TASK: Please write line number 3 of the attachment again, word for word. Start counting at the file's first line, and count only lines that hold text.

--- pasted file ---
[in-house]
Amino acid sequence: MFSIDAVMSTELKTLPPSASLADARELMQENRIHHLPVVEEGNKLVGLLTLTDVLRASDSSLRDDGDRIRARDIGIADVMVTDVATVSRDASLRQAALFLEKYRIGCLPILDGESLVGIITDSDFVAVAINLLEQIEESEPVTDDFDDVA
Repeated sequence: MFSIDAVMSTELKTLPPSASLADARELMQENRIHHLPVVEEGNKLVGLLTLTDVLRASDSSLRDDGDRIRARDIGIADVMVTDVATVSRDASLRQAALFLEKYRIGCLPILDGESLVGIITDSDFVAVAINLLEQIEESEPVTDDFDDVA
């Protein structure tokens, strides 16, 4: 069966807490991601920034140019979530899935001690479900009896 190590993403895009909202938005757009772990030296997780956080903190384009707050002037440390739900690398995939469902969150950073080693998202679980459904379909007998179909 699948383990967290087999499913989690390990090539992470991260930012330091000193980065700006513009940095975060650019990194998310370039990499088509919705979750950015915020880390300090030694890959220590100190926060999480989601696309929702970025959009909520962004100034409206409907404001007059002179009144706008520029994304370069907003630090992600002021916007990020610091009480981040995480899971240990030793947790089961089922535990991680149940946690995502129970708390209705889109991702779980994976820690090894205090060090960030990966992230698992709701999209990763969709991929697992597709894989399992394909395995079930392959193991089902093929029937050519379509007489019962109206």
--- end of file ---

Repeated sequence: MFSIDAVMSTELKTLPPSASLADARELMQENRIHHLPVVEEGNKLVGLLTLTDVLRASDSSLRDDGDRIRARDIGIADVMVTDVATVSRDASLRQAALFLEKYRIGCLPILDGESLVGIITDSDFVAVAINLLEQIEESEPVTDDFDDVA